You are free to add definition to these two circumstances in whatever way you choose. Your definitions will influence your feelings. Your feelings will colour your actions, your perspective on life, and your view of yourself and others. Those actions and perspectives will fuel more definitions.

What’s more, there is no ‘right’ or ‘wrong’ way to define a circumstance or experience. There’s no Global Panel for standard definition. There are, however, social codes for how we define things. For example, death is almost always defined as ‘bad’, regardless of the specific circumstances. Wealth is almost always defined as ‘good’. These social mores have a powerful influence on our thinking and meaning-making, but we are still free to choose our own definitions.

I invite you to contemplate the quote at the beginning of this piece, Thomas Carlyle’s definition of tragedy:

“The tragedy of life is not so much what men suffer, but rather what they miss.”

By not acknowledging choice, we miss the opportunity to define our circumstances and lives in ways that feel powerful, helpful and meaningful to us. 

Some definitions connect us to our limited views on life, which generally come with uncomfortable feelings. Other definitions allow us to connect with a more expanded, wiser version of self and less urgent, more sanguine feelings.

Choosing a definition = choosing the experience …

Here’s how I choose to define my current experience:

At the moment, I have a window to create in a powerful way. I view this as an opportunity and I will take advantage of it. This is my kind of fun.

The people I love are very sad. I am too far away to help them with my presence, but I can send them my love, check in on them, and listen when they want that. And I can stay alive to the beauty and tenderness that comes with grief. I can allow the preciousness of life to flow in my veins. This is not fun. But it is meaningful to me.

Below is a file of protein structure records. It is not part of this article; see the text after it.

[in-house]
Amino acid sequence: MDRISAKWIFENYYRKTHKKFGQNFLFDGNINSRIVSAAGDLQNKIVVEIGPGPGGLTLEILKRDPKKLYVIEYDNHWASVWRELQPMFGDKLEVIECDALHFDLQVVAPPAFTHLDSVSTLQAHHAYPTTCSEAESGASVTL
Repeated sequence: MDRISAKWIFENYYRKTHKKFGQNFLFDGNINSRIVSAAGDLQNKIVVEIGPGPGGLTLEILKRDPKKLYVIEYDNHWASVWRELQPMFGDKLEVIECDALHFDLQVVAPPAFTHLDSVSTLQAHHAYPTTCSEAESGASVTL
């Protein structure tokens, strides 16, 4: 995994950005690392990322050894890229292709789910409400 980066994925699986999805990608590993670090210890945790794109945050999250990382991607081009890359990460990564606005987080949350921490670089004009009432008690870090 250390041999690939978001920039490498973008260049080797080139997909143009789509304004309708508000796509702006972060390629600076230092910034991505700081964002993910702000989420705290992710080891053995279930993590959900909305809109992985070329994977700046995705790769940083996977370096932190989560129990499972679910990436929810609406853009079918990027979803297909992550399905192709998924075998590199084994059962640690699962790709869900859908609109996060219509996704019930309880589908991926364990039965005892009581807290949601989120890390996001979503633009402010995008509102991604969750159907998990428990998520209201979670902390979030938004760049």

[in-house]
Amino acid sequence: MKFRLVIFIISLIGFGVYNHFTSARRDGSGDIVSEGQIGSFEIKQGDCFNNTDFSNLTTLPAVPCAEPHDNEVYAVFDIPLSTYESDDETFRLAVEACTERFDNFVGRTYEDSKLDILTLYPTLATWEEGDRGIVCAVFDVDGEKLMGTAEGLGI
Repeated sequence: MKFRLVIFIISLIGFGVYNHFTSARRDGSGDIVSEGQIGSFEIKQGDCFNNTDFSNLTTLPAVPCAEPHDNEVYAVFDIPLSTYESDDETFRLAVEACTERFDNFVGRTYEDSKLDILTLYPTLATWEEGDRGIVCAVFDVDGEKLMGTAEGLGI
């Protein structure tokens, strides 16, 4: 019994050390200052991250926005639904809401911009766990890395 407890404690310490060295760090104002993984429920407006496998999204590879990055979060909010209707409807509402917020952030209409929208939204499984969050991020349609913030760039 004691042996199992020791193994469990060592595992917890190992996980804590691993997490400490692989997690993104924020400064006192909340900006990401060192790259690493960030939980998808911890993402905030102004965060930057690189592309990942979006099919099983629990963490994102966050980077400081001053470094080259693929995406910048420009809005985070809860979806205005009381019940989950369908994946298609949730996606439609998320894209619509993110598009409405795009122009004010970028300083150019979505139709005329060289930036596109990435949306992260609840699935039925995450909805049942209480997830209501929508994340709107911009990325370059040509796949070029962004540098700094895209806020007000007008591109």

The extraordinary and beautiful paradox of life is that those two can exist alongside one another.

How are you defining your life experience? How does that colour your feelings about yourself and life?

I love your comments, so please leave them below. And if this touched something in you, feel free to share it far and wide using the buttons at the top or bottom of the post.

If you’d like to explore your own definitions more deeply, try my free, simple and powerful process here: http://bit.ly/lovelifefreebie


  • Gen Douw

    Reply Reply January 23, 2016

    So beautifully put, as ever, Pollyanna. You always jolt me out of my ‘normal’ response and make me look at life slightly differently. I wanted, at the beginning, to say “Oh no! How terrible! I feel so sorry for you & your family!’ and although I can still empathize with the grieving and loss, I see that barrier of presumption: of presuming you must be feeling a certain way. I have been practicing trying not to presume anything. Thank you & love to you, Gen xx

    • darling_lover

      Reply Reply January 24, 2016

      Thank you xx

  • Margaret Bending

    Reply Reply February 8, 2016

    A late response Pollyanna, I wanted to make sure I digested what you wrote.
    Yes I wanted to at first empathise with you on the loss of your stepbrother, and then all these deep feelings arose about someone taking their own life, as I have lost a Nephew, and my Mother this way.
    So how was I defining “suicide”?
    Bad or Good?
    Then I decided it was all about the choices that people make for them selves, and yes their perceptions of good and bad experiences. They can live side by side in your life, and like you I often experience joy in my own life, to only find out someone close is experiencing grief, and this brings me down with a jolt . Thank you for your insight about making it meaningful and staying present with those who are grieving.Love to you and your family Pollyanna xxx Margie

    • darling_lover

      Reply Reply February 9, 2016

      Thank you, Margie, for your thoughtful response. Most of the time society doesn’t want to think or talk about suicide, so there tends to be a very one-sided view of it. I think the more we can look deeper and explore our feelings and possible definitions, the healthier we will be.